Valuable Lessons – First Time Managers

David Seidman The most important thing is psychological safety. If people can freely share ideas and criticize each other without taking it personally, the team will thrive. Demonstrate vulnerability. If you admit mistakes, your team will too. Any decision that involves someone’s career should be double checked for errors and miscommunications. When you deliver a […]

High-level, Middle, and First-Line Management

David Seidman First line: understands that their role is to make the team better. Listens a lot, delegates decisions and projects and focuses on skills and career development and team chemistry. Mid-level: creates a culture of trust and respect. Holds teams accountable for their performance. Sets a clear and correct strategy. Staffs the team correctly. […]

Earn Employee Respect

David Seidman Be fair in all things. Be as transparent as possible. Praise in public, give constructive feedback in private. Set a high but achievable standard and hold people accountable to it. Never compromise on hiring. Never compromise on ethics. Uphold a high standard of professionalism, but be a human, not a robot. Have a […]

Employee Mistakes

David Seidman Answered Aug 21 There are several categories of mistake: Typo-grade human error: Low consequence: who cares High consequence: our systems should not allow a typo to have high consequence Serious mistake on something they should be able to do First time: make sure they learn from it Second time: warning Third time: performance […]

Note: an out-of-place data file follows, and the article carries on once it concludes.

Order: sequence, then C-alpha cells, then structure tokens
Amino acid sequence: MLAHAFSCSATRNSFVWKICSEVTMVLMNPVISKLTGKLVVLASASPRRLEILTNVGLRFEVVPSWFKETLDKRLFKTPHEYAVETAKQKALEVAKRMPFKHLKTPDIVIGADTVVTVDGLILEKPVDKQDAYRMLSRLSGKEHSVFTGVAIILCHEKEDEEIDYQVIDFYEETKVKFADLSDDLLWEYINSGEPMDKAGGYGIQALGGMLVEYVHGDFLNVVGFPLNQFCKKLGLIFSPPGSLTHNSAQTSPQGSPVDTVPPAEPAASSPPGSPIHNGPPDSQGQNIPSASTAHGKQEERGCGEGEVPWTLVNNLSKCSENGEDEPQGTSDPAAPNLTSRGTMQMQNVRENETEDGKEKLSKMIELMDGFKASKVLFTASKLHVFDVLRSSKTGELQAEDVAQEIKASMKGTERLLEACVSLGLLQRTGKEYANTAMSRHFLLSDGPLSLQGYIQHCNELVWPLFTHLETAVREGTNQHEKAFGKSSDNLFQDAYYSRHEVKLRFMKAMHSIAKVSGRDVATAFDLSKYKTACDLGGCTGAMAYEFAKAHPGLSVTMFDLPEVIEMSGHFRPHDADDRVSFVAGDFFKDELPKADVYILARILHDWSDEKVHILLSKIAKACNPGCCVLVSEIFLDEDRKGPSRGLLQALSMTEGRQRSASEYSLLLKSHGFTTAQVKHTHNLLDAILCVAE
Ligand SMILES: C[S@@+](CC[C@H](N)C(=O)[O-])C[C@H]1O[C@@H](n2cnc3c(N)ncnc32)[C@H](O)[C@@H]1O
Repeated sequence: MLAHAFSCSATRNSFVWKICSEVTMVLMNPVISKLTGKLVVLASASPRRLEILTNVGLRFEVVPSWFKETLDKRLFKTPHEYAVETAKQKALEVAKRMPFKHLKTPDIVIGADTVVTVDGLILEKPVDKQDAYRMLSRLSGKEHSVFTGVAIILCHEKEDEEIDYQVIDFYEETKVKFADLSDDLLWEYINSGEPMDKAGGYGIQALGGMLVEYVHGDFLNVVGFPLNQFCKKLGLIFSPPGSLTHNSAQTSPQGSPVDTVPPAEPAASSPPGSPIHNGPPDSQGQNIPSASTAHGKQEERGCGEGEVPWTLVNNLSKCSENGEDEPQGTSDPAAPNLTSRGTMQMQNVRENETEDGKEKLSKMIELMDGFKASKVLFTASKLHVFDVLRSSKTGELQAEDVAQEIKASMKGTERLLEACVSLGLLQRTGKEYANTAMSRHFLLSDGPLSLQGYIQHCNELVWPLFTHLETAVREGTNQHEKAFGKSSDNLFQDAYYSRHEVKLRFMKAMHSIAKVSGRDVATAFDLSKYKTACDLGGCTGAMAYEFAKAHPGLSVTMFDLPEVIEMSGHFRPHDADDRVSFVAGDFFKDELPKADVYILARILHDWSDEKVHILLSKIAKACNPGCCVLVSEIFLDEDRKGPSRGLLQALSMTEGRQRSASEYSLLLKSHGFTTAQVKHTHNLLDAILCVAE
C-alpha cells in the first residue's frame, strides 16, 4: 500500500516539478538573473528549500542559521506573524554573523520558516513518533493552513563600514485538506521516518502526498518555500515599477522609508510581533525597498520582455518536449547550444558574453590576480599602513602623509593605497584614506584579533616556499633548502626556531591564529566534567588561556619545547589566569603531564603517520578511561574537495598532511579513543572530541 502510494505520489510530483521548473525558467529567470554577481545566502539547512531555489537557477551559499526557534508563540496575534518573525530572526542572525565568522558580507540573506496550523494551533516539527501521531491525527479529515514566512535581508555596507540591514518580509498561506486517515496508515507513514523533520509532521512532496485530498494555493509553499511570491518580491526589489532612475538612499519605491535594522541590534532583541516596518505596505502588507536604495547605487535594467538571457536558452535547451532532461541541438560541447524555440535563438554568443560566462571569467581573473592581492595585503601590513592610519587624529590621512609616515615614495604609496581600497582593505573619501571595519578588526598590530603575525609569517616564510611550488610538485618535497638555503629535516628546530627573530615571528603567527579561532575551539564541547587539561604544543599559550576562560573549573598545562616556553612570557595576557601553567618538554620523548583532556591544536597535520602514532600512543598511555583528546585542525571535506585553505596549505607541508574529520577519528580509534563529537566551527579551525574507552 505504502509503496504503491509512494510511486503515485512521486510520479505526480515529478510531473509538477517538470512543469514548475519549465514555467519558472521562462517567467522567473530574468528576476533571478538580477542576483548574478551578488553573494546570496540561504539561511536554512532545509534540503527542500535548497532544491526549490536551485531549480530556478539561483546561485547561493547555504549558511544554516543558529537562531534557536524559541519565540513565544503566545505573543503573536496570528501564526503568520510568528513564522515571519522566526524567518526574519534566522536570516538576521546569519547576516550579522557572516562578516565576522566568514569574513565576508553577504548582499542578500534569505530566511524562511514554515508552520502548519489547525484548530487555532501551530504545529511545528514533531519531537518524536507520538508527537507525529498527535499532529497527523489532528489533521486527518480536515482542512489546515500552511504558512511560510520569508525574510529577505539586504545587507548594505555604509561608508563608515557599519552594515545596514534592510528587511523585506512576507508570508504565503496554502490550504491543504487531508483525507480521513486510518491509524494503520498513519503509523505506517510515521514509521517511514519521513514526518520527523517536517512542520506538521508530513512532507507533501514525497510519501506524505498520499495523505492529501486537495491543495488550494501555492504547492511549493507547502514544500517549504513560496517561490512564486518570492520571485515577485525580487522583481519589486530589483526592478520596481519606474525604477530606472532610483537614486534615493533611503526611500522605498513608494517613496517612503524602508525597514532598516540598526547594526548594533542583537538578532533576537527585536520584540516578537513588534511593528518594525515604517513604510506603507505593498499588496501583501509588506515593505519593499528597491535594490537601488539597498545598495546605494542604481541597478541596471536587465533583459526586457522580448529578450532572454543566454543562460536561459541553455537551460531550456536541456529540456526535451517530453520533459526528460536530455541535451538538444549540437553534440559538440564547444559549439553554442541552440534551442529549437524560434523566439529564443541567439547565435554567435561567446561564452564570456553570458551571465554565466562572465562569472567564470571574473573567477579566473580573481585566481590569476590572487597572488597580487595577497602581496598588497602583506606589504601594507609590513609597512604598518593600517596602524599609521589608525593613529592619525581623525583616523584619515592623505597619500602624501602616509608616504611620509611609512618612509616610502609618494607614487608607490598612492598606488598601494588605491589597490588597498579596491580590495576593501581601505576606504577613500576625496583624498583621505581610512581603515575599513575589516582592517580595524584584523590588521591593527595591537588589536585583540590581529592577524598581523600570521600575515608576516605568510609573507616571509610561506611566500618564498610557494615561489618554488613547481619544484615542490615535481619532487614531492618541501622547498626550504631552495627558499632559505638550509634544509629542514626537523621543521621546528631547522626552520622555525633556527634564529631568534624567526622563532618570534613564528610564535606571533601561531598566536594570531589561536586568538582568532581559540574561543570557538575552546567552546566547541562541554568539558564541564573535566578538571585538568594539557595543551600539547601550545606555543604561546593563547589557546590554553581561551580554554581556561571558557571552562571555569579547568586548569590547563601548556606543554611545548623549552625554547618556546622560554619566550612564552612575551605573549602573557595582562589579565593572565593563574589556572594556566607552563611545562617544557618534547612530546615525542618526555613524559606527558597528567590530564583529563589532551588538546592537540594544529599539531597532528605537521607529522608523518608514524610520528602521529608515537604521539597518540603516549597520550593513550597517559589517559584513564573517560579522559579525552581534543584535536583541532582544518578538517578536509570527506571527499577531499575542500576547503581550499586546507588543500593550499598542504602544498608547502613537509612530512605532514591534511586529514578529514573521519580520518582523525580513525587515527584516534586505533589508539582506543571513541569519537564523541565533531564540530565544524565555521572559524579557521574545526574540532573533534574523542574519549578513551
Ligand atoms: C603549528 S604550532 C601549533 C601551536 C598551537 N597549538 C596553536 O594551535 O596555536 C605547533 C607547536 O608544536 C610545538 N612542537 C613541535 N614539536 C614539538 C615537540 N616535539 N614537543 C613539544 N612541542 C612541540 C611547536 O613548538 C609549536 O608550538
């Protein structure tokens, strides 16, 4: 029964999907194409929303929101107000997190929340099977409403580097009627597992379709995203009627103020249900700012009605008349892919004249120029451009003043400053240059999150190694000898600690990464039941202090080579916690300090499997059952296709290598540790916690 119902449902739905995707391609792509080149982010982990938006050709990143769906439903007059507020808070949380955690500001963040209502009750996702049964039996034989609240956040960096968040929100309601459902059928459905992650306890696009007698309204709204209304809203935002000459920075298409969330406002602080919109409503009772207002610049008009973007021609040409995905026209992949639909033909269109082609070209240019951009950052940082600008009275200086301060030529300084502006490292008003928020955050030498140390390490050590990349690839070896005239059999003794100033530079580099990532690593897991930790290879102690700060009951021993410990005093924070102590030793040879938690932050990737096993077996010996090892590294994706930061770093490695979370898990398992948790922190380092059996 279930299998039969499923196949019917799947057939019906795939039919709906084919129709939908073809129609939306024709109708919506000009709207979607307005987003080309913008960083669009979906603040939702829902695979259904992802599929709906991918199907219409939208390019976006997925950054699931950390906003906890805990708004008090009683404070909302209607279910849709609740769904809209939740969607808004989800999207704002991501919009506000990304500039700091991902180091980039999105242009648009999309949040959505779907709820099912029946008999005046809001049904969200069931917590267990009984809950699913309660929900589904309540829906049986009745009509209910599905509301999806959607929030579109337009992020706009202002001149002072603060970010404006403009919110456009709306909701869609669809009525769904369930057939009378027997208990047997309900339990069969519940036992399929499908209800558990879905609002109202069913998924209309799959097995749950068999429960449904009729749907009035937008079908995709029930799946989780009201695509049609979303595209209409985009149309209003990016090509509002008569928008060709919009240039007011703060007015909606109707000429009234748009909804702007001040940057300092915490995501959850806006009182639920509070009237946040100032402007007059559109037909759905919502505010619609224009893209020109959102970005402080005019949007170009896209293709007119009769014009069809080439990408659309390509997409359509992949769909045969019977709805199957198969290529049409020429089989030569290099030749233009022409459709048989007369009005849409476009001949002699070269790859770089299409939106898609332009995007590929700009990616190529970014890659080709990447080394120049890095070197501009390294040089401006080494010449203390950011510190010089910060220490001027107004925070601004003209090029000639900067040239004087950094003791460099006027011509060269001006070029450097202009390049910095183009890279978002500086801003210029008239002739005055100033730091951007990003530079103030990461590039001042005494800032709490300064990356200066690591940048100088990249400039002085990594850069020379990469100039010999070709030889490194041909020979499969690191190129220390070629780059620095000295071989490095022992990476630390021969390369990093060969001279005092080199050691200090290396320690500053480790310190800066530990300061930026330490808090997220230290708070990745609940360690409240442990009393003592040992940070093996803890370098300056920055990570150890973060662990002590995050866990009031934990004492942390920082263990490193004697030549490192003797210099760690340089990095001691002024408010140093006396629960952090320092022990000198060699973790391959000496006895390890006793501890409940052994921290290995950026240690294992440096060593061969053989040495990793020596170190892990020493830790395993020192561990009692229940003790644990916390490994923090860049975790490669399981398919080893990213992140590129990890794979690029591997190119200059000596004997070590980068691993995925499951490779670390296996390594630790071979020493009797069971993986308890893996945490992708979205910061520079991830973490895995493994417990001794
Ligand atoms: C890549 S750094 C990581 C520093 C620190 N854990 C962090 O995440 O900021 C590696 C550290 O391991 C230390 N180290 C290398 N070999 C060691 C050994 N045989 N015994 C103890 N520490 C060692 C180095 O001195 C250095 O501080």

Align Company and Team

David Seidman Answered Aug 18 Generally each of my reports is always working on something that benefits the company, something that benefits the team, and something that grows them personally. Often I’m able to find one project that does all three. Occasionally a high priority project throws things out of balance. In that case, I […]

Waste Employees Time

David Seidman Giving an assignment, then telling the employee how to do every single part of it Failing to set and maintain clear priorities, so employees waste time working on things that don’t matter Failing to correct performance issues early Failing to provide adequate training and tools Excess overhead in the form of status reports, […]

Evaluate Impact

David Seidman All that matters is impact, so I’d discuss where their impact was falling short. If their hours were really egregiously short I’d mention that, without referencing the other employee, but usually I wouldn’t mention hours. Extension: Interview questions: What is definition of impact. impact on team, impact at organization, etc.